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Species: Formica uralensis   Ruzsky, 1895 

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Taxonomic History (provided by Barry Bolton, 2020)

Formica uralensis Ruzsky, 1895: 13 (w.q.m.) RUSSIA. Palearctic. AntCat AntWiki HOL

Taxonomic history

[Also described as new by Ruzsky, 1896 PDF: 69.].
Senior synonym of Formica superba: Wu, 1990 PDF: 4.
// Distribution


  Geographic regions (According to curated Geolocale/Taxon lists):
    Asia: China, Mongolia
    Europe: Denmark, Finland, Russia, Switzerland
  Biogeographic regions (According to curated Bioregion/Taxon lists):

Taxonomic Treatment (provided by Plazi)

Treatment Citation: Collingwood, C. A., 1979, The Formicidae (Hymenoptera) of Fennoscandia and Denmark., Fauna Entomologica Scandinavica 8, pp. 1-174

55. Formica uralensis RuzskyHNS, 1895 Figs. 219,220.

Formica uralensis RuzskyHNS, 1895: 13; 1896:69 (German translation).

Worker. Head entirely black, dark area on dorsum of promesonotum dense black, gaster black, rest of alitrunk and appendages yellowish to brownish red. Head as broad as long, antennal scape broad and short. Frontal triangle sculptured and dull. Bristlelike hairs on dorsum of head, gula, alitrunk and gaster usually present but variable in number. Length: 4.5-8.0 mm.

Queen. As worker but with whole of mesoscutum dark. Legs pitchy. Frontal triangle sculptured and dull; eyes bare. Length: 9.0-11.0 mm.

Male. Head, mandibles, antennal scapes, alitrunk and gaster dense black. Mandibles denticulate with up to 5 teeth but variable. Clypeus, head, promesonotum and scale with widely spaced hairs; eyes bare. Wings dusky, frontal triangle dull. Length: 9.0-11.0 mm.

Fig. 218. Distribution of Formica suecica AdlerzHNS, an endemic species.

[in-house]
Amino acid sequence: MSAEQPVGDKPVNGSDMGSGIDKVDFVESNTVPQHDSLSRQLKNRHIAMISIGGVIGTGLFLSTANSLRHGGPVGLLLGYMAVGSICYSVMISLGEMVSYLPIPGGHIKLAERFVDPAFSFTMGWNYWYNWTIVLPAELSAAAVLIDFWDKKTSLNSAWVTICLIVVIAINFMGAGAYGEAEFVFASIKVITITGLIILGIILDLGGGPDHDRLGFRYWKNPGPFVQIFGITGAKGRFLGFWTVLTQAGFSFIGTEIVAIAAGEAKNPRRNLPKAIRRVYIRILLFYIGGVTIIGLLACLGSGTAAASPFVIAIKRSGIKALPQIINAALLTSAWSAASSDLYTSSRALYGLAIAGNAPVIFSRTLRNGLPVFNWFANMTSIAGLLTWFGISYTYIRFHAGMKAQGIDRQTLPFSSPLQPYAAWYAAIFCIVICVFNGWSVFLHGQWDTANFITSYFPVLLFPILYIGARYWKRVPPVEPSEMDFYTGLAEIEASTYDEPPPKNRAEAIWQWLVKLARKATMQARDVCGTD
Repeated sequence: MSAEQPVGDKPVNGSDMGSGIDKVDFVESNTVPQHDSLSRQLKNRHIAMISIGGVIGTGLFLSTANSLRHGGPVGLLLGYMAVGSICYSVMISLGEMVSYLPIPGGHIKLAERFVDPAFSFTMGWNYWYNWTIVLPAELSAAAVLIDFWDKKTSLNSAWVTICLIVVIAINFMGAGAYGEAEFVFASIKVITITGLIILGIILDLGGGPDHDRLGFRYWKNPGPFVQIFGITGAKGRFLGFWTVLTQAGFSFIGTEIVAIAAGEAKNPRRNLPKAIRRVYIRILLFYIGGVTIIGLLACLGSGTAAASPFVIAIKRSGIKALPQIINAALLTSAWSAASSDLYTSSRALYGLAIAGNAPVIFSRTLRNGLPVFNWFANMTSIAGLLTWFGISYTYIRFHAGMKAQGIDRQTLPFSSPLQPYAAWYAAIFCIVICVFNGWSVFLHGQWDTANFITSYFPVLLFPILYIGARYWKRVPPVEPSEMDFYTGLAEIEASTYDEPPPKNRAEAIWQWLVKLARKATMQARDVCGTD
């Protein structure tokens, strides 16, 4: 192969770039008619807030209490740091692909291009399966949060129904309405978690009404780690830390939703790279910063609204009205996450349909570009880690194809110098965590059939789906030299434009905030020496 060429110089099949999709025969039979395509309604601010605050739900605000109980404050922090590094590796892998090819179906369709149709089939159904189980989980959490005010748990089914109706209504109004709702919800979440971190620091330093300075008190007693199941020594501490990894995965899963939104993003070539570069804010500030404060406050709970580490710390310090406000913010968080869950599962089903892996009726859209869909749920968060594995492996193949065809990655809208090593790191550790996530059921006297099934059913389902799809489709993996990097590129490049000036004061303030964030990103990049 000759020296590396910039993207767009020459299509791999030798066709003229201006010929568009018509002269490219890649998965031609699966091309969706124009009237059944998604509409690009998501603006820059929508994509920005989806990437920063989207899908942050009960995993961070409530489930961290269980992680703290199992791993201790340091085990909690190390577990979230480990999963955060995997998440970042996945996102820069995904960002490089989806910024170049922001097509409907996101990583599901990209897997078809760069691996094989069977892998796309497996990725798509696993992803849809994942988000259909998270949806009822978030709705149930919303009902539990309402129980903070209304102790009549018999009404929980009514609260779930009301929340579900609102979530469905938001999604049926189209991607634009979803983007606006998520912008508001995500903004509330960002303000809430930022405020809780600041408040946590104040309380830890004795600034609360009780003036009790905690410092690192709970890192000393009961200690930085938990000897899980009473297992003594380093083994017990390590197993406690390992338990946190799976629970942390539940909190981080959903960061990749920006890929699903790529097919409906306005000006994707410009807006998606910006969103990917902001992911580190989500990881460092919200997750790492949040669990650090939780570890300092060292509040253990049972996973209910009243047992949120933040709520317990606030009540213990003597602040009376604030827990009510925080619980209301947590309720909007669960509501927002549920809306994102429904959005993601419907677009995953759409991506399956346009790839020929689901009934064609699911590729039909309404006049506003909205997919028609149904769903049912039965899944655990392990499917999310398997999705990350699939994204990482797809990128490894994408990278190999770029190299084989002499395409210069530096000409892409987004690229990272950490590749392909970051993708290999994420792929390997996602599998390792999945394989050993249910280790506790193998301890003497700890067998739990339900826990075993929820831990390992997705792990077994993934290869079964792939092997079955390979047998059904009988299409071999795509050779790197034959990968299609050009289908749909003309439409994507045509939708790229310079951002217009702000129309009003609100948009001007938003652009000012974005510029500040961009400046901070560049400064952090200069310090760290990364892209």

Distribution. Local in Denmark: SJ, EJ, WJ, NEJ, and Norway: HE and F0 (Fjellberg, 1975). - Widely distributed in Sweden and Finland. - Range: Northeast Europe including N. Germany, Baltic States and West USSR; one record from Swiss Alps. Widely distributed in Mongolia and Central Siberia.

Biology. In Europe F. uralensisHNS is typically found on lowland open mosses with scattered trees, more occasionally on drier heath. Nests may be isolated or in groups and are built up of leaf litter and twigs into rounded dome. The nest surface is of fine material which covers a large brood incubation chamber resting on a surface of coarse long twigs. Rosengren (1969) has studied its habits in South Finland; unlike members of the F. rufaHNS group, this species does not go deep within the nest to hibernate but the ants clump together under peat moss or among tree roots away from the summer nest. Food is mainly honey dew from surrounding betula scrub or pines. Although this species has superficial similarities to F. rufaHNS group species it is morphologically well differentiated with its broad black head, short thick antennae and wide coarsely sculptured frontal triangle.

Nests are usually polygynous and may reproduce by colony fission but fresh colonies may also originate from adoption of fertile queens by F. transkaucasicaHNS. Alatae occur in July. Its marshy habitat in Europe contrasts with the dry steppe habitat in Asia and may be related to the inability of this species to survive aggressive competition from other wood ant species since according to Rosengren (1969), although F. uralensisHNS defends its terrirory it is easily overwhelmed by other ants such as F. sanguineaHNS and Myrmica rubraHNS.

Specimen Habitat Summary

Found most commonly in these habitats: 1 times found in hanging bog.

Found most commonly in these microhabitats: 1 times nest 2, 1 times medium sized nest mound.

Collected most commonly using these methods: 1 times search.

Elevations: collected at 1620 m

Collect Date Range: collected between 1955-08-17 and 2011-07-16

Type specimens: paratype of Formica uralensis: casent0911088; syntype of Formica uralensis: casent0916651, casent0916652

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